It's a nightmare situation. Picture yourself more than a half a mile above the Earth, hurtling toward the ground at the thunderous speed of a roller coaster — think around 120 miles per hour (193 kilometers per hour). You pull the ripcord on your parachute, but something's wrong. The chute doesn't open. What do you do?
Don't panic, says Ron Bell of the United States Parachute Association (USPA). Most parachute malfunctions are not death sentences. Or at least, they don't have to be. But why — and how — do failures happen? And most importantly, what can you do if a parachute malfunction happens to you?
But let's start with the basics. What are the odds of your parachute even glitching in the first place?
What Are the Odds?
Over the course of 21 years, Ron Bell has made more than 13,000 jumps. A main parachute malfunction, "on average, happens about one in one thousand jumps," he says. That's a nearly perfect reflection of his own record — he's experienced 14 malfunctions to date, he says.
The vast majority of parachute mishaps can be chalked up to human error, like improper packing or wonky body position during free fall. These result in a "partial malfunction," where the main chute deploys but is somehow impeded.
One of the most common partial malfunctions is a phenomenon called line twists. This happens when the main parachute's strings spin together like the chains of a swing-set so the canopy can't fully bloom. However, this problem is relatively easy to solve. "If you kick a little bit in the direction of the turn," says Bell, "it will automatically untwist itself."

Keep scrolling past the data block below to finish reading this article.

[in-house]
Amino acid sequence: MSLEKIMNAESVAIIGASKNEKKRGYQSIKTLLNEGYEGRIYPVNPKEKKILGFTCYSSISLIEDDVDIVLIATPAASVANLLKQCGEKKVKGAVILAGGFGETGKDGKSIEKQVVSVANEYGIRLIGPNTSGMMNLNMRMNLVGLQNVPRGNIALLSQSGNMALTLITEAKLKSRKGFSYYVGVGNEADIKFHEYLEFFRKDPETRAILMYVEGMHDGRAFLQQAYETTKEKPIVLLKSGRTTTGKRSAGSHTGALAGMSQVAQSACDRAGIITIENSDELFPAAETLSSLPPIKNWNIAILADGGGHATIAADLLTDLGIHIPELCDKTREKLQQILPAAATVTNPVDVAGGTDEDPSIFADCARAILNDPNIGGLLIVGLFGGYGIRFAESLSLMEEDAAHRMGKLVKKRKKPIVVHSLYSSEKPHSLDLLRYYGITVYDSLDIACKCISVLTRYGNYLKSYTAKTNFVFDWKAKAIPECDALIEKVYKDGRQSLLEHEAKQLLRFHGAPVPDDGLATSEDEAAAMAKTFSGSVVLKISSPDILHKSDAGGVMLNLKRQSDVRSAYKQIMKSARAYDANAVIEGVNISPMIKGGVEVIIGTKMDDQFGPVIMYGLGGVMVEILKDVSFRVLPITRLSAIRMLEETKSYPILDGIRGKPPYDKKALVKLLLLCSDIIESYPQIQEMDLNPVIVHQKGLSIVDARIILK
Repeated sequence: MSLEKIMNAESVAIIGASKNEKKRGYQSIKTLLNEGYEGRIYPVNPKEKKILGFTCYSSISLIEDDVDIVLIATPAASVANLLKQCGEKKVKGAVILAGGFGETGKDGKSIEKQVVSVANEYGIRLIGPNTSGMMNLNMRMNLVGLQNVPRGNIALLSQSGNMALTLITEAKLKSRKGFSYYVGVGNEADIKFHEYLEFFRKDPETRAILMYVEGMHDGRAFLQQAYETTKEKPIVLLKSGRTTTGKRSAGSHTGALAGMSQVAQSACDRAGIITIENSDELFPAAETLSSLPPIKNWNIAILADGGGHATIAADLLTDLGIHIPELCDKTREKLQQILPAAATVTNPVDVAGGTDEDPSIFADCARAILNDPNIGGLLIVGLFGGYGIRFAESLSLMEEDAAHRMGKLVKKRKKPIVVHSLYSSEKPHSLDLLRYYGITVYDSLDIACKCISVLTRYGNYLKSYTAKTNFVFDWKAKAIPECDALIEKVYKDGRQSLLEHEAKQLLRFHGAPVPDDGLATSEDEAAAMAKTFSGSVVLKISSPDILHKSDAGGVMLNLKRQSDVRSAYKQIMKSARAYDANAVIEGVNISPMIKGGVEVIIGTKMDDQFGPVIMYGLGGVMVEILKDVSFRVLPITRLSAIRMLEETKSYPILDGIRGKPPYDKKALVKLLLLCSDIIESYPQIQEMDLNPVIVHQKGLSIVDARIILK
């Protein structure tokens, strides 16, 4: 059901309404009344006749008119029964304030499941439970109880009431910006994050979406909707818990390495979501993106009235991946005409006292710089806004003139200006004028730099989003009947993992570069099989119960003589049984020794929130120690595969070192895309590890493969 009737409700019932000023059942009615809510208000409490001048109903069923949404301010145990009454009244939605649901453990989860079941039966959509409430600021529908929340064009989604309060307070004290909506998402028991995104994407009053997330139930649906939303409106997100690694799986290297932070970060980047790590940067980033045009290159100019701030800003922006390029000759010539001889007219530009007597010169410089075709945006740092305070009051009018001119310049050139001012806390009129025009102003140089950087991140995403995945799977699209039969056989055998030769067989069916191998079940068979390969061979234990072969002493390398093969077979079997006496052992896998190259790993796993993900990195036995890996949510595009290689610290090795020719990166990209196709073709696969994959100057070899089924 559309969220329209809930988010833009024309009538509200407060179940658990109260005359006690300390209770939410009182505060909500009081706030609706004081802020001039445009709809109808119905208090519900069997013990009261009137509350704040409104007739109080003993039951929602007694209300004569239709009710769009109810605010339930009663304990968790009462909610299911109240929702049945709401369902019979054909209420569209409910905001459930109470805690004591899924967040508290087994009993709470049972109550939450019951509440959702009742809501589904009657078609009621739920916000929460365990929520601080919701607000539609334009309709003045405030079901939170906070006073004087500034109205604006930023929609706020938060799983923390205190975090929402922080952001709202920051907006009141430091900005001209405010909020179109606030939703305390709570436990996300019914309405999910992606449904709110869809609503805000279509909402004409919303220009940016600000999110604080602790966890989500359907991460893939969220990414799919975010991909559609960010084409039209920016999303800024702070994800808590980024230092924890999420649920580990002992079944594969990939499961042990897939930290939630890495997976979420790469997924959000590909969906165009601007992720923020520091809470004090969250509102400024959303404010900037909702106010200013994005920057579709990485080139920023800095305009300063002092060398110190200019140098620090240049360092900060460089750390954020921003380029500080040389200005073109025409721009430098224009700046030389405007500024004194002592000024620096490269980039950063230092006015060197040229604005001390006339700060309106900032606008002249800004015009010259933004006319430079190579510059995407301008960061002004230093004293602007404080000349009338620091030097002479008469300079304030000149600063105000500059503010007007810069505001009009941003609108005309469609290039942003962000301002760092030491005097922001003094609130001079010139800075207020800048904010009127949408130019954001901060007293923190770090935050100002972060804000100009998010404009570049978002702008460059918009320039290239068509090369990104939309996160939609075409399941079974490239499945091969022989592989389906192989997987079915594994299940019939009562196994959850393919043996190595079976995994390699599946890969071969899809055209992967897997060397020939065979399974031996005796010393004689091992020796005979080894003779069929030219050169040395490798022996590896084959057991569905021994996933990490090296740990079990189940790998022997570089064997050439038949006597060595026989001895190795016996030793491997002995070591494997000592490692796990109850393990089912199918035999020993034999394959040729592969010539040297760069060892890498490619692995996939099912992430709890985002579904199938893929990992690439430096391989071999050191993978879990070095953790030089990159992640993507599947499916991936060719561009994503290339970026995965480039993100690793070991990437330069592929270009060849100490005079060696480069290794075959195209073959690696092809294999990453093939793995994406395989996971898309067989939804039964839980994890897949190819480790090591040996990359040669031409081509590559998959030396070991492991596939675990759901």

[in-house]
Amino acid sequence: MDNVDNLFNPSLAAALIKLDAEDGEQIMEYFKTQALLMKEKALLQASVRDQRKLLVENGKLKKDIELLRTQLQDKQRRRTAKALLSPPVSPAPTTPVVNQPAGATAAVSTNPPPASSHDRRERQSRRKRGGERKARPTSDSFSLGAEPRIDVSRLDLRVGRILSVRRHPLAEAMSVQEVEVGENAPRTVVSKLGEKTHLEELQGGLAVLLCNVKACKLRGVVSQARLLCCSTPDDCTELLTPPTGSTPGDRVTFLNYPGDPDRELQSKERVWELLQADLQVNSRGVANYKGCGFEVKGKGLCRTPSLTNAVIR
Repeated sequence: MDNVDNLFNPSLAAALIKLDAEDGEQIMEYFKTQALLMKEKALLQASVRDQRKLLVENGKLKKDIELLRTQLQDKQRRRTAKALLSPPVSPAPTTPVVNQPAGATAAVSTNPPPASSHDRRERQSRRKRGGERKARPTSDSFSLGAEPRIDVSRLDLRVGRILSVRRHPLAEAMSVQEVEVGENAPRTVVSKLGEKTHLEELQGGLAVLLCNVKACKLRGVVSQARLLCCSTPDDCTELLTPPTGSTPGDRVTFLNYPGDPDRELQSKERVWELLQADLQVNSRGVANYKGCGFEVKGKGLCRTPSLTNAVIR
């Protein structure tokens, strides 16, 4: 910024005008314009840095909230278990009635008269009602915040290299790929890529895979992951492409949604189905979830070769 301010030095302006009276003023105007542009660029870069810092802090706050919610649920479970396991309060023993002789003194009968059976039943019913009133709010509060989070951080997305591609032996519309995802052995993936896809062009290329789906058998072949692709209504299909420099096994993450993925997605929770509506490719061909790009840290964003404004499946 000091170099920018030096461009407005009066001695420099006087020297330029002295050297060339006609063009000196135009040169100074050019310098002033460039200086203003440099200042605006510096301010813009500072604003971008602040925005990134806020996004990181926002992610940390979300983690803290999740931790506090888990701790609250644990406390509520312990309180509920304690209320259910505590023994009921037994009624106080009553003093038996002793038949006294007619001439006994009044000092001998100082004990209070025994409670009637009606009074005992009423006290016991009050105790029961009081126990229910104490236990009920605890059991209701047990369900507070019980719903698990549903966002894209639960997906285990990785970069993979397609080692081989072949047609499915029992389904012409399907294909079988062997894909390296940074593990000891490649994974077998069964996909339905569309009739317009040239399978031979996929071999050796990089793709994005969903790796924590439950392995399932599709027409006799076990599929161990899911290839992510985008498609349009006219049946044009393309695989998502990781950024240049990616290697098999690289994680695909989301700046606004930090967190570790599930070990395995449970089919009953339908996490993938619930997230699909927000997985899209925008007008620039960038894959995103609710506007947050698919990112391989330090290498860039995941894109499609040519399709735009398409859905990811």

Another scenario, known as a line over, occurs when a line crosses the main canopy and prevents it from opening evenly. Sometimes line overs work themselves out; other times they need a bit of maneuvering to fix. Other partial malfunctions include tears in the canopy fabric or broken lines. These are often the result of old or faulty parachute equipment. There's not much you can do about these in the moment.
But not all malfunctions are partial. Very rarely, a parachutist may experience a "total malfunction." This is when the main chute fails to open at all. That's where the reserve parachute comes in.
The Backup Plan
All skydivers are equipped with a reserve chute. Unlike the main, which may be packed by any experienced diver, a reserve chute can be packed only by an FAA-certified operator. This extra precaution ensures that the parachute will be properly positioned. Reserves rarely fail, but when they do, it's almost always due to a manufacturing mistake or an act of God.
While a total malfunction might sound scarier than a partial, it can actually be better news. Sometimes, the reserve parachute becomes entangled with a partly deployed main; no main deployment means that the reserve can open unimpeded.
As Bell likes to remind new skydivers, the reserve chute is there for a reason. If you feel unsafe, don't be afraid to pull the ripcord. Or, in Bell's words: "When in doubt, whip it out."
The Final Failsafe
Even if you're knocked unconscious, your odds of surviving a parachuting accident are pretty good. Modern rigs are usually outfitted with an automatic activation device, or AAD, which uses computerized sensors to monitor the diver's speed and altitude. If the parachutist reaches 1,000 feet (304 meters) above ground at a speed of 78 mph (125 kilometers) or faster, the AAD will automatically deploy the backup parachute.
Devices like these, Bell says, make skydiving today considerably safer than it was even 20 years ago. In 2000, the U.S. saw 32 skydiving fatalities out of 2.7 million jumps. In 2020 that number was just 11 in 2.8 million jumps. Tandem skydiving, in which an inexperienced skydiver is tethered to an instructor, adds an extra level of safety.
So if you're seeking a thrill, contact a skydiving instructor near you. Odds are, you'll have a great time.